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The regulation of gene expression in sulphate reducing bacteria

Cadby, Ian Thomas (2014)
Ph.D. thesis, University of Birmingham.

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\(Desulfovibrio desulfuricans\) ATCC27774 can use both nitrate and sulphate as terminal electron acceptors for growth. Contrary to expectations, the less favourable terminal electron acceptor, sulphate, is utilised preferentially. It has been proposed that the nap gene cluster of \(D. desulfuricans\), which encodes nitrate reduction, is regulated at the transcription level by both sulphate repression and nitrate induction. Transcription factors of the CRP/FNR family have been implicated in this regulation.
At the start of this study a bioinformatic analysis identified five CRP-homologues in \(D. desulfuricans\), two of which, HcpR and HcpR2, were predicted to bind discrete regulatory motifs and influence the transcription of \(nap\), \(hcpR\) and the gene for the hybrid cluster protein, \(hcp\). Physiological and qRT-PCR experiments revealed that expression of \(hcpR\) is induced in the presence of nitrite whereas expression of \(hcpR2\) is constitutive. Furthermore, tolerance to nitrosative stress can be pre-induced by exposure to nitrite.
In electromobility shift and footprinting assays, HcpR bound to CRP-like DNA targets upstream of the \(nap\) and \(hcpR\) operons: HcpR2 bound to a different target upstream of \(hcp\). HcpR was shown to heterolgously affect transcription at CRP-regulated promoters in an \(Escherichia\) \(coli\) host. The pET expression system was used to overproduce HcpR, the recombinant protein was purified and western analysis with a rabbit anti-HcpR antiserum revealed that nitric oxide is the inducer of HcpR synthesis. Once induced, significant levels of HcpR persisted in the absence of effector for many generations.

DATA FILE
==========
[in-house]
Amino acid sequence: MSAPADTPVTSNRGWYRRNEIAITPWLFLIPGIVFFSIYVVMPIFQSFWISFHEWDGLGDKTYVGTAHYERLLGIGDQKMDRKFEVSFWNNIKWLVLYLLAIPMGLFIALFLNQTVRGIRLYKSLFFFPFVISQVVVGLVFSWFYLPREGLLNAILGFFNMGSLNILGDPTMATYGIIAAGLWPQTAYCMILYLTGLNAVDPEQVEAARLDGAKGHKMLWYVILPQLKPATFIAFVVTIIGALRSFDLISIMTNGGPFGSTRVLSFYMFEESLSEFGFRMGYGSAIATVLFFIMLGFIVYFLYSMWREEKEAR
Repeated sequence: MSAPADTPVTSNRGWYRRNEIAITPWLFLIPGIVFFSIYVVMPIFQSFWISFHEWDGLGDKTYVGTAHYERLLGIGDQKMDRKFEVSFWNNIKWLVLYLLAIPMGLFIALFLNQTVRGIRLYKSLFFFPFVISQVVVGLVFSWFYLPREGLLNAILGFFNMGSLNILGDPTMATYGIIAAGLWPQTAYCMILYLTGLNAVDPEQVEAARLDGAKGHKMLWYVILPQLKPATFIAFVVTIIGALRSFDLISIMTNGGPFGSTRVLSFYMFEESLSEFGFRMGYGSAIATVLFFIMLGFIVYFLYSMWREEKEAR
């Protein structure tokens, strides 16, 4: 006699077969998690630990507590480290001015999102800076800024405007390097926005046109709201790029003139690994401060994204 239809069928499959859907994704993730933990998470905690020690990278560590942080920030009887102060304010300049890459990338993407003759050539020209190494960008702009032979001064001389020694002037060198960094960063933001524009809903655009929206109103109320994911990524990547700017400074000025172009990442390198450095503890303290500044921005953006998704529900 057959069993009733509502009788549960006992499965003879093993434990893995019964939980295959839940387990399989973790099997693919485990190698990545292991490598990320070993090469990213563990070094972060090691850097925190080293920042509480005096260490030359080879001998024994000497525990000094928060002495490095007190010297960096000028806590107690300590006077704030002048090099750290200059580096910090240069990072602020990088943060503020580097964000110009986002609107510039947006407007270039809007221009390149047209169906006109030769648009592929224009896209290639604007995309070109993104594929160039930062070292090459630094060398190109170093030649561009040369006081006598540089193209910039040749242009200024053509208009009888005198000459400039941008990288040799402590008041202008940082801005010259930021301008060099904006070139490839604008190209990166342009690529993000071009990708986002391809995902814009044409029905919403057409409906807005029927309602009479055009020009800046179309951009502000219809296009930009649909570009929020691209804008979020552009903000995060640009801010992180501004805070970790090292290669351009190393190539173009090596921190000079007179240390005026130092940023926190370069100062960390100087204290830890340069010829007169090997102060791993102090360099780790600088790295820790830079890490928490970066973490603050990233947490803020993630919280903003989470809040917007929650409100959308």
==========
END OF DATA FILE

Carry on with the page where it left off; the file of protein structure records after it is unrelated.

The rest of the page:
The results suggest that the primary function of HcpR is auto-regulation of the \(hcpR\) operon. This transcription unit includes genes similar to \(nimA\) and \(wrbA\) and their expression is believed to be essential for protecting \(D. desulfuricans\) against nitrosative stress. Contrary to the predictions of the bioinformatic analysis, expression of \(nap\) did not correlate with \(hcpR\) levels. An alternative hypothesis is proposed in which \(nap\) and \(nrf\) are primarily regulated by a sigma-54-dependent mechanism.

Type of Work:Ph.D. thesis.
Supervisor(s):Cole, Jeffrey Alan
School/Faculty:Colleges (2008 onwards) > College of Life & Environmental Sciences
Department:School of Biosciences
Subjects:QR Microbiology
Institution:University of Birmingham
ID Code:5212
This unpublished thesis/dissertation is copyright of the author and/or third parties. The intellectual property rights of the author or third parties in respect of this work are as defined by The Copyright Designs and Patents Act 1988 or as modified by any successor legislation. Any use made of information contained in this thesis/dissertation must be in accordance with that legislation and must be properly acknowledged. Further distribution or reproduction in any format is prohibited without the permission of the copyright holder.
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